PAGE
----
A Little Backtracking May 28 – Zoning Board of Appeals
Another ill-informed Tendy performance
I didn’t watch the whole meeting. The first public hearing was too painful.
The Supervisor came to the meeting to fend off this major application which he accuses would harm his lake.
He usually doesn’t come to the zoning or planning board meetings. The cemetery expansion – a non-conforming use, an overly large building 68 feet instead of the code proscribed 50, and a scattering garden in the wetlands – apparently no problem for him. Likewise, the gas station expansion – a prohibited use in our code – no problem there either. And for the Fieldstone scoping session, a project with large houses in the New York City watershed, a huge building on Bryant Pond, a large parking lot on the pond and two ballfields, he did attend the meeting. Despite the many well-spoken and well-prepared residents attending the meeting to oppose the project’s scale and environmental damage, he got up and told us how wonderful the project was, and even threw in a large dose of mockery of those who spoke.
So what was the horrifying, community destroying project that the Supervisor was so moved to oppose?
A 260 square foot extension!
It is a 9 ½ foot extension of an accessory structure that used to be a garage. Apparently, from Tendy’s view, this small addition is going to destroy the world.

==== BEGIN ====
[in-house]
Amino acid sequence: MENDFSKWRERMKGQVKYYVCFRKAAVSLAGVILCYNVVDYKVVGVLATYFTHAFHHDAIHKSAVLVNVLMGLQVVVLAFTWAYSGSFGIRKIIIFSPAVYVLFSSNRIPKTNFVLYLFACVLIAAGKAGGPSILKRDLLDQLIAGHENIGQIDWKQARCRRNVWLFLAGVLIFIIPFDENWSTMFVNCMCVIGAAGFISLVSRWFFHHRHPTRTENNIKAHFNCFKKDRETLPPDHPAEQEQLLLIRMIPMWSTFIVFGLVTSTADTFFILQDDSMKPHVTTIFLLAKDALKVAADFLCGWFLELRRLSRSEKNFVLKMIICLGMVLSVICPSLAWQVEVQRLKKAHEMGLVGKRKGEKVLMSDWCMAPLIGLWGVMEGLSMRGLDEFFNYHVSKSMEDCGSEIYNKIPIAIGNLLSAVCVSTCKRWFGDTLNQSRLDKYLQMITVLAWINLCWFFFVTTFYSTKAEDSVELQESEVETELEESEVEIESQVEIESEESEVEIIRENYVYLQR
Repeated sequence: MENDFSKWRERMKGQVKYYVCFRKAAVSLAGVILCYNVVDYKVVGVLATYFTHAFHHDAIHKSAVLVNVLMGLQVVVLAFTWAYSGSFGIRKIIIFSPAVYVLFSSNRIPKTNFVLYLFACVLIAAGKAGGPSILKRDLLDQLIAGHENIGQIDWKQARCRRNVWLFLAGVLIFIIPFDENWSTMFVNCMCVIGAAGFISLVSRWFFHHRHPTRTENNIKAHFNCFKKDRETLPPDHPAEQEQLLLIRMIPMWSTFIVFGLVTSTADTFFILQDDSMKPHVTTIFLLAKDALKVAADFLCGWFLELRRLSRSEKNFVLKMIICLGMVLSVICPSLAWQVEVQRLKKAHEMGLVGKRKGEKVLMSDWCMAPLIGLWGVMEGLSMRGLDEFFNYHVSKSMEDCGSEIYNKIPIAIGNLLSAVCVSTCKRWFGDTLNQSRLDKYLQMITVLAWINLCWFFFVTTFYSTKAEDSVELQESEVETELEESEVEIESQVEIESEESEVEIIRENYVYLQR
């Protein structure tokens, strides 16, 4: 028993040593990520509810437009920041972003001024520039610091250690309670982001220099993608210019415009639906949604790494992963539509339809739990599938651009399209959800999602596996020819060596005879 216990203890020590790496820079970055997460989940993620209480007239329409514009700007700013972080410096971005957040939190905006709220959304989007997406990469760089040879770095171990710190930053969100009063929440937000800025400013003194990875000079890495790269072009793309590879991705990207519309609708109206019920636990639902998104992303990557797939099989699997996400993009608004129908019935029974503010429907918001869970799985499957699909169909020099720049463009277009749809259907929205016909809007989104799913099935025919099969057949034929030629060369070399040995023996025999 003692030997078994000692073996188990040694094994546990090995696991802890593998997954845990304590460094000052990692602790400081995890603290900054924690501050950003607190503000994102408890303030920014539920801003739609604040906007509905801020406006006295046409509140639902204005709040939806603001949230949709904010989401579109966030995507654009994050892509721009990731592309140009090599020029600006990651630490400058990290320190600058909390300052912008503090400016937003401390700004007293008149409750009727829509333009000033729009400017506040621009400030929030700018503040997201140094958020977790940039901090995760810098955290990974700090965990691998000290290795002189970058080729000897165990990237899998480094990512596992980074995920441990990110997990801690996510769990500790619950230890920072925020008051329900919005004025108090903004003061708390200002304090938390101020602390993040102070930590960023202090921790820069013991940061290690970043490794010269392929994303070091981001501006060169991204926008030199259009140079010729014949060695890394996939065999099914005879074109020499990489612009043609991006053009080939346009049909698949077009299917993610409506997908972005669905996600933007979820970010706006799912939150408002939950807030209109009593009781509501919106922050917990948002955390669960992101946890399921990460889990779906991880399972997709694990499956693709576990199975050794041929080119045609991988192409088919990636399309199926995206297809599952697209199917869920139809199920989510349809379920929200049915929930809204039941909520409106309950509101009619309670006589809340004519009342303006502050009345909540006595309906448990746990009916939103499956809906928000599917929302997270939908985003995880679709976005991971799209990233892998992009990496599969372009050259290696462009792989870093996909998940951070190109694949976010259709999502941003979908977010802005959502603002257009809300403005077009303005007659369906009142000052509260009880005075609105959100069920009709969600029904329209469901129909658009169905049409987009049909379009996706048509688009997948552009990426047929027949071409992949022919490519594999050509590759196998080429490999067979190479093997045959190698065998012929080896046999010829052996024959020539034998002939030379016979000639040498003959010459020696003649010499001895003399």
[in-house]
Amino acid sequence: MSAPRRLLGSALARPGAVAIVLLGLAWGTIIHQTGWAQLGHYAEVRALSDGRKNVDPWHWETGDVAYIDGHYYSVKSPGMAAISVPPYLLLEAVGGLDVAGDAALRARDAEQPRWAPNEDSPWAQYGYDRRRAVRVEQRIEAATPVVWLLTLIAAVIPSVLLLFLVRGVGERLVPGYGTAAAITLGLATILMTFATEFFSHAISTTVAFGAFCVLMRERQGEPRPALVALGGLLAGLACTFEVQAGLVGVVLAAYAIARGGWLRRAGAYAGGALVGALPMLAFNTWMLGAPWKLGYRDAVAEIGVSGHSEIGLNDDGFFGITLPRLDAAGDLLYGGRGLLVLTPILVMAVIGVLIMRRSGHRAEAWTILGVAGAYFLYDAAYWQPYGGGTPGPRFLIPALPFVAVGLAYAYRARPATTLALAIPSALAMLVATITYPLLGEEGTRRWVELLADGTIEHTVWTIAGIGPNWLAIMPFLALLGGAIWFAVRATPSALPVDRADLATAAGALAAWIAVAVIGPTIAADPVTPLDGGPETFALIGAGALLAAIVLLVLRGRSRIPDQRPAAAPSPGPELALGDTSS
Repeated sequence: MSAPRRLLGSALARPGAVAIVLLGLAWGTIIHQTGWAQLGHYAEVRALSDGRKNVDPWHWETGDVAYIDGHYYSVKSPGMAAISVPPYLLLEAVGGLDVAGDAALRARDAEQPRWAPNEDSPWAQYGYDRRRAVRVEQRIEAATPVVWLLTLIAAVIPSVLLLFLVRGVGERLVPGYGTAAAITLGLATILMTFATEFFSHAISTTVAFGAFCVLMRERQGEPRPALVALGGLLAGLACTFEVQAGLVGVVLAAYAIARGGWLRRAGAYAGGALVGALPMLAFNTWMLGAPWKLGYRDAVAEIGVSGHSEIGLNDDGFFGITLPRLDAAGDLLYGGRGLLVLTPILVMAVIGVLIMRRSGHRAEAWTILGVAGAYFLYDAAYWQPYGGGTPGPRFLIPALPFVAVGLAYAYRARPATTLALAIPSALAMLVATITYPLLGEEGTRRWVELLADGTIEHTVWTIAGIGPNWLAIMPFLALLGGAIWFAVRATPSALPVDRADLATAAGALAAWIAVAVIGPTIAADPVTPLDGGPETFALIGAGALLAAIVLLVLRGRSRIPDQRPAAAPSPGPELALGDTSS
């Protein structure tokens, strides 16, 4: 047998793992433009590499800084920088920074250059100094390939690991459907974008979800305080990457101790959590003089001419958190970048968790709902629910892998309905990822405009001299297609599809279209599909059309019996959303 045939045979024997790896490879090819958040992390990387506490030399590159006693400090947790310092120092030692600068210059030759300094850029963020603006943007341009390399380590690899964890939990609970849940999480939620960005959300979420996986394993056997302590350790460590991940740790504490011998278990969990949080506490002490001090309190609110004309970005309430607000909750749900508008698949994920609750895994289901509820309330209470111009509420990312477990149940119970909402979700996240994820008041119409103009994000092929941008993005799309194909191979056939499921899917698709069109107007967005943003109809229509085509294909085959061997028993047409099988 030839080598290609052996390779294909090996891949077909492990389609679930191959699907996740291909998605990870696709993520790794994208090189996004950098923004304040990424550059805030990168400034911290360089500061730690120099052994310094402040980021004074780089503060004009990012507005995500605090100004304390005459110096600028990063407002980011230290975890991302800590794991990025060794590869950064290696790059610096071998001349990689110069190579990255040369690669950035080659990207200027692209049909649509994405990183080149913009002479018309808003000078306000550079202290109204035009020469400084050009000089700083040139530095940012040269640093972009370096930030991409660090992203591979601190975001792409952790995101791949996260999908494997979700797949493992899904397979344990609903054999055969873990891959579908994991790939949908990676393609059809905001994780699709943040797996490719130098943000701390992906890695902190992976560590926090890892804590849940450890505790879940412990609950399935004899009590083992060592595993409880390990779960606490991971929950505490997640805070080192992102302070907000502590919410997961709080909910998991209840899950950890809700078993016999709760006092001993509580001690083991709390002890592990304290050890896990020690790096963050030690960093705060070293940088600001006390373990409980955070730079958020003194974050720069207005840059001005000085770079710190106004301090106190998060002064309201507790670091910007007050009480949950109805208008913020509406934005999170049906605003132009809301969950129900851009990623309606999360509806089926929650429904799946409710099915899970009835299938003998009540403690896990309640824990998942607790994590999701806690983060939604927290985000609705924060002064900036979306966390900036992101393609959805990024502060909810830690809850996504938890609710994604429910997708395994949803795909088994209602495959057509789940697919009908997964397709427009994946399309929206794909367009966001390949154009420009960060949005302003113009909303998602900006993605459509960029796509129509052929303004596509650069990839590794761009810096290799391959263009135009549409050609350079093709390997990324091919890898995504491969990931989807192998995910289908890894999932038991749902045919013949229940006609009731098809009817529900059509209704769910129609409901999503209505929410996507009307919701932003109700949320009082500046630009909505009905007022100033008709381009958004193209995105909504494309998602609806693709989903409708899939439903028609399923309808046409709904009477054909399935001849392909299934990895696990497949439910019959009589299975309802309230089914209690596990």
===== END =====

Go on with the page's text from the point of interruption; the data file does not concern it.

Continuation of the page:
This is Mr. Tendy’s lake and it does seem like the most important issue in Town the way he tells it. He missed the all important point that the 260 square feet would be exchanged for two to three times the amount of permeable surface, that is impervious surface would be removed elsewhere, meaning an actual improvement for the lake. Impervious surfaces are materials that water cannot penetrate. They create an increase in stormwater, one of the greatest problems for the lake. They include materials like asphalt,and structures, where rainwater cannot percolate down to our drinking water supply.
He is fond of demeaning other people’s comments as “just silly.” It would be an apt remark about his foolishness.
It seemed as if no one in the room, other than the applicant, understood the reference to the driveway pavers with grass growing through them. I am sure that the architectural review board would be familiar with them. Please visit Dia Beacon, where you can see the pavers. I would think that these pavers would be preferable to gravel. Perhaps our process should encourage their use.
And the photoprocessing exchange – Photoprocessing is prohibited in the code written in 1995. “I wouldn’t understand if you told me.” Then perhaps you shouldn’t be advising. These days, cameras are digital. Printers are the same as the ones all of us have. There won’t be any photoprocessing. It’s not so difficult.
And the bullying – the supervisor brought the applicant’s wife and daughter into his diatribe. When the applicant tried to object, and comment on those remarks, he was told, by the Chair, that he should not make personal attacks.
Very poor form was displayed in this meeting.
The project was subsequently approved by the ZBA because the lake will be better off because of the project. This sort of verbal assault on an applicant who is proposing an improvement should not be permitted.